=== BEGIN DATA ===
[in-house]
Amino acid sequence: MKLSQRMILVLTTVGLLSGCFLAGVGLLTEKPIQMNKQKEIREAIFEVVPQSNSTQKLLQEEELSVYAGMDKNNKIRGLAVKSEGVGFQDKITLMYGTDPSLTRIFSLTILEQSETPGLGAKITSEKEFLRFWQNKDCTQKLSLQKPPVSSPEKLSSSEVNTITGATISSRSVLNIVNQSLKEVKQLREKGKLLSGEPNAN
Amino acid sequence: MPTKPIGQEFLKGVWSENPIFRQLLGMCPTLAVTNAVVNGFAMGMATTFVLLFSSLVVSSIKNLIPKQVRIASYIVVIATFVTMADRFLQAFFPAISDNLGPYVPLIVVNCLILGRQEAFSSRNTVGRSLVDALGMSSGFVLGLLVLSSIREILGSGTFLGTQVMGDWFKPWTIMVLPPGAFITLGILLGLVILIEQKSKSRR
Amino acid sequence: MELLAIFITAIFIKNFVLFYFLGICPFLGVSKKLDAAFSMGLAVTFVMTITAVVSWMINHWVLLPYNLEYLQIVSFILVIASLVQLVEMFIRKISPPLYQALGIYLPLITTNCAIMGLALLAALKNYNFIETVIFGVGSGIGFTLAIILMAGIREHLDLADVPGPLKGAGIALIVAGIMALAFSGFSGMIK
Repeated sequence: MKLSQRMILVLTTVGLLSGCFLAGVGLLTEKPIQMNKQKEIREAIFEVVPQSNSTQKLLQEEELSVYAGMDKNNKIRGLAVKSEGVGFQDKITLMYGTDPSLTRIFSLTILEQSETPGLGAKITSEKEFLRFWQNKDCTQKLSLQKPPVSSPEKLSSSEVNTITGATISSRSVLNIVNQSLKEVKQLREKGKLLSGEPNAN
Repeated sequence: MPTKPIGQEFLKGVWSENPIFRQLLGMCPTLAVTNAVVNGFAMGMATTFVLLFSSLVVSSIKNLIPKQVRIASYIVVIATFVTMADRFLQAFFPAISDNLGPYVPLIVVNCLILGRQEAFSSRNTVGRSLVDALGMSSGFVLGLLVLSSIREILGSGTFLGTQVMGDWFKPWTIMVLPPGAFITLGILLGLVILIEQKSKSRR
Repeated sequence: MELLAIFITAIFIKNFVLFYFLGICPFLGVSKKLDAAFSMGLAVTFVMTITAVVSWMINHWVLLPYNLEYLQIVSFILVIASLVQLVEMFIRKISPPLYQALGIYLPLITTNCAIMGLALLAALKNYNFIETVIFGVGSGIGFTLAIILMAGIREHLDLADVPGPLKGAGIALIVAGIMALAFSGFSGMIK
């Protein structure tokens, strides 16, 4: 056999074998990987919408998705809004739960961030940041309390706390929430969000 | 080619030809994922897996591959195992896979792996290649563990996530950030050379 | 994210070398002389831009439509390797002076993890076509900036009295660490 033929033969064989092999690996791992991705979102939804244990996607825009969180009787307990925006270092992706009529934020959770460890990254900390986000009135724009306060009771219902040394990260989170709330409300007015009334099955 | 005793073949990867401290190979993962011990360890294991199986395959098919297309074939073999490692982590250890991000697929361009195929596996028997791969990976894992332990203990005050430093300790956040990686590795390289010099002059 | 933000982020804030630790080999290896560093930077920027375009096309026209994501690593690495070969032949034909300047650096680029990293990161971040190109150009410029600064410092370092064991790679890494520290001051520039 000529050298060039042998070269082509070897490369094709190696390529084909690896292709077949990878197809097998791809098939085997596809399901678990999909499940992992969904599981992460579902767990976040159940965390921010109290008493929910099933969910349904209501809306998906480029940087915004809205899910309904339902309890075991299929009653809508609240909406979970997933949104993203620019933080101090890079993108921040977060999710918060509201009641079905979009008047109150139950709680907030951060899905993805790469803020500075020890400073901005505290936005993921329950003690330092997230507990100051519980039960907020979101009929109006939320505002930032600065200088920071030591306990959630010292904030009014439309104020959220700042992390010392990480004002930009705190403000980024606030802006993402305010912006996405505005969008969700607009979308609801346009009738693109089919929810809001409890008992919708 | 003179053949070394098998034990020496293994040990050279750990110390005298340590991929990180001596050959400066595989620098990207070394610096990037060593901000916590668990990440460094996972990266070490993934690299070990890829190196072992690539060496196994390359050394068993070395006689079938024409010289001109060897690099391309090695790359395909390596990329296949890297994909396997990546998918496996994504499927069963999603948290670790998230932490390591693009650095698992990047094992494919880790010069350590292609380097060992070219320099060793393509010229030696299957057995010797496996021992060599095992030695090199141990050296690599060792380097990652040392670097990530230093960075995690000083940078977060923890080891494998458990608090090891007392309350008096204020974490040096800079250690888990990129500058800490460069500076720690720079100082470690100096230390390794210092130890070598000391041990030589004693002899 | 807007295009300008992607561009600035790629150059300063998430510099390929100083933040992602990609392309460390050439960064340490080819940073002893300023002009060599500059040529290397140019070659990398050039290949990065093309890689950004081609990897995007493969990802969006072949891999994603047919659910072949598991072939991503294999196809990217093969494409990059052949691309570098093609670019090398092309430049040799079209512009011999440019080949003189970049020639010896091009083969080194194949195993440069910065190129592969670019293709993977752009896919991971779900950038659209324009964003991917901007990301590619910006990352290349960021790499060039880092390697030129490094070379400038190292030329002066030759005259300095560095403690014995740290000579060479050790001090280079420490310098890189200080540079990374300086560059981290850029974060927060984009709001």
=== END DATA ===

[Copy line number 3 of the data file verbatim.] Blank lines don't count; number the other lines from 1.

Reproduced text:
Amino acid sequence: MPTKPIGQEFLKGVWSENPIFRQLLGMCPTLAVTNAVVNGFAMGMATTFVLLFSSLVVSSIKNLIPKQVRIASYIVVIATFVTMADRFLQAFFPAISDNLGPYVPLIVVNCLILGRQEAFSSRNTVGRSLVDALGMSSGFVLGLLVLSSIREILGSGTFLGTQVMGDWFKPWTIMVLPPGAFITLGILLGLVILIEQKSKSRR